It’s that time of the year again—grunion run season! The only times of the year when you can see thousands of silver fish dancing in the sand along the California coast. Southern California also happens to be the only place you can see observe this surreal nocturnal mating ritual.
Every year, the small silvery fish wash onto Southern California beaches to fertilize their eggs so that they can make way for the next generation of baby grunion. During the spring and summer months, the moonlight casts a beautiful glow onto the breading grunions as they bury their eggs in the sand, waiting for the next wave to float them back to sea.
The female then arches her body and excavates the semi-fluid sand with her tail to create a nest, twisting her body and digging into the sand until she is half-buried with her head sticking up. She then deposits her eggs in the nest while a male curves around her to release milt. The milt flows down the female’s body until it reaches and fertilizes the eggs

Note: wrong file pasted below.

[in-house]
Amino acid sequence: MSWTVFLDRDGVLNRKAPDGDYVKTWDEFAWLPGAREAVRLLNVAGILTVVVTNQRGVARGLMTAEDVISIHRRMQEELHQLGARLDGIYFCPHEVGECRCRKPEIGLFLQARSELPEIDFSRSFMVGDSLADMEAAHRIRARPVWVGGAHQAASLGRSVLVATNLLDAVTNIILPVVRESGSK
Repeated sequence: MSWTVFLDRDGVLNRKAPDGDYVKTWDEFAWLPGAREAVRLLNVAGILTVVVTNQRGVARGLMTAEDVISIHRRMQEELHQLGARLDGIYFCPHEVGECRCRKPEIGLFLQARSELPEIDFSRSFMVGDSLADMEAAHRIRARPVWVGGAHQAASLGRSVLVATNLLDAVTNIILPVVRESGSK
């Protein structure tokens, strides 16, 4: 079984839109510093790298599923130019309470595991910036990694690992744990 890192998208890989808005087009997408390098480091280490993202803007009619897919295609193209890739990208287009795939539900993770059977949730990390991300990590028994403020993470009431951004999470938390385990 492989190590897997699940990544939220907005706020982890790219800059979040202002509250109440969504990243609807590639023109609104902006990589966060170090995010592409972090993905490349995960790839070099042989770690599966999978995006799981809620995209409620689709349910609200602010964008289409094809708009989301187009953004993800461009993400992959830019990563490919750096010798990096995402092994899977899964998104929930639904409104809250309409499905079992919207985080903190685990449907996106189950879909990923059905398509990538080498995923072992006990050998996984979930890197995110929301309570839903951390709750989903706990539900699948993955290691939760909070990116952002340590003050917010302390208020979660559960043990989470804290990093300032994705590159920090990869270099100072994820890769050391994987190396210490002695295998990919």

This surreal activity is unique to SoCal shores, from San Diego to San Luis Obispo, and in Northern Baja, Mexico. The best time to observe a grunion run is straight after a San Diego to San Luis Obispo, and in Northern Baja, Mexico new moon phase from around 10 p.m. to 1 a.m.
The California grunion is usually used as bait for other fish, but the fishing season doesn’t start until June. When it arrives, beach-goers will be able to collect the fish but will need a proper fishing license and must be over the age of 16. You can find a list of the 2020 runs, here!
Also published on Medium.